|Letters of Recommendation and the LSDAS (or “Credential Assembly Service”)
The LSAC completely changed it’s Letter of Recommendation (LOR) website and procedures on April 27, 2009. The Law School Data Assembly Service (LSDAS) has changed its name to “Credential Assembly Service” (CAS).
Introduction: there is no longer a “generic” LOR form. Each LOR now must have its own CAS LOR form with the author’s name on it. In other words, you will need to print out a separate LOR form created specifically for each of your writers. Each LOR sent to the Credential Assembly Service needs to be accompanied by one of these CAS forms. If you have 3 LOR, you will need 3 forms—one for each letter. Below are the instructions on how to obtain them. [note that currently there are problems printing out these forms on a Mac computer].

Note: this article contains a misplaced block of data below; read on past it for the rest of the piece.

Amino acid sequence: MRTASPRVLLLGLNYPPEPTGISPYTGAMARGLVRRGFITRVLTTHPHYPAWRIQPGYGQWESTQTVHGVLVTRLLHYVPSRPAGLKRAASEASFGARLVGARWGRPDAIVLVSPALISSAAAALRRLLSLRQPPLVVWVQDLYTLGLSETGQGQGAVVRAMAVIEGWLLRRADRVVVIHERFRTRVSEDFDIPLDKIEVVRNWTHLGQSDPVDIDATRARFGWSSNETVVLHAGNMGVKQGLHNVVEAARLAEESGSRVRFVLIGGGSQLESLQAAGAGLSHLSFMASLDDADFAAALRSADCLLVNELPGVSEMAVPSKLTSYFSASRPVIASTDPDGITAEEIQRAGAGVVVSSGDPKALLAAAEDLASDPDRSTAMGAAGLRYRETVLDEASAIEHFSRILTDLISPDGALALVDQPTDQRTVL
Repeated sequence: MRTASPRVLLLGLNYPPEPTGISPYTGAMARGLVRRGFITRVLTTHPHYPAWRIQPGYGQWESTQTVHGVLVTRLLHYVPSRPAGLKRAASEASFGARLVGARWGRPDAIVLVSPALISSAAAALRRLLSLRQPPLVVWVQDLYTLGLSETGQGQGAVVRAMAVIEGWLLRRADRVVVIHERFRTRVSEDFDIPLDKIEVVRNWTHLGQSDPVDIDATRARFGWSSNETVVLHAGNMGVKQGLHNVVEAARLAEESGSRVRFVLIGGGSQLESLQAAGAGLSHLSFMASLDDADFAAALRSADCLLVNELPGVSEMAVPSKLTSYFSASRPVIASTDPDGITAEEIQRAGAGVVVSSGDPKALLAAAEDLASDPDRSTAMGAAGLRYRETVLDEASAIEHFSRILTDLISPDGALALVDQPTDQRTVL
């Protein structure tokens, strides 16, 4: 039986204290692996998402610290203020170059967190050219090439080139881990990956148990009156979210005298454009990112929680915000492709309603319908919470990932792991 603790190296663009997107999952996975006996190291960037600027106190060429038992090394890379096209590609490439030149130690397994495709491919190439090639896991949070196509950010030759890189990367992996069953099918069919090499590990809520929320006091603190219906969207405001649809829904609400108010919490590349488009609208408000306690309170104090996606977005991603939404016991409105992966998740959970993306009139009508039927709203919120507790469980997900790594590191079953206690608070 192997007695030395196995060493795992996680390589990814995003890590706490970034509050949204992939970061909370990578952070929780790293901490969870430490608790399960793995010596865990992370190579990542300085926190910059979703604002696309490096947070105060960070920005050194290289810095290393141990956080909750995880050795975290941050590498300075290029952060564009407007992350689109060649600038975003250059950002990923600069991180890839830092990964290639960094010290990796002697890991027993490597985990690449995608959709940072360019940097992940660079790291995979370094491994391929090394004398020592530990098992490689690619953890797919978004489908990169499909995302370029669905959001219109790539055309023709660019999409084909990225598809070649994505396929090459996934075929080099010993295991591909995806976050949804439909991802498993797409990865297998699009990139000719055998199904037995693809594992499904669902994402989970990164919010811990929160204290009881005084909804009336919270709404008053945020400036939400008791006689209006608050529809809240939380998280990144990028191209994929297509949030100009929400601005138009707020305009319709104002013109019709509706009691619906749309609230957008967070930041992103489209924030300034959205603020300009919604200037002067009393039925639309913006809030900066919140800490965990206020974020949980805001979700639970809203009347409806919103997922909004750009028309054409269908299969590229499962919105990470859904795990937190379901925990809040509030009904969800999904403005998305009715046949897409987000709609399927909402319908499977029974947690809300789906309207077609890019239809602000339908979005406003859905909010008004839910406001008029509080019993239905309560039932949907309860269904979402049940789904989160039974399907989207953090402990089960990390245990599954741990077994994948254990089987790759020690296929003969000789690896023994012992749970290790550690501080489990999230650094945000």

[Preface: IF you have a LOR file with the HPPLC office, you must bring (or fax) these CAS forms to the HPPLC receptionist in Maxwell Hall 010 and s/he will put them in your HPPLC LOR file. With a HPPLC file, you do NOT give these forms to your writers. When you later forward your letters from HPPLC to the Credential Assembly Service, the secretary will make sure that the proper CAS form accompanies each letter. (Note: you will still have to give each writer either a HPPLC “faculty” or “personal” waiver form that they will return to HPPLC with their letter.)]
[IF you do NOT have a LOR file with HPPLC, then you must give this CAS LOR form to your individual LOR-writers. They in turn will mail their form together with their letter in the same envelope to the Credential Assembly Service. (Note: if you do not have a HPPLC file, you would NOT give your writers the HPPLC “waiver” form referred to in the previous paragraph.)]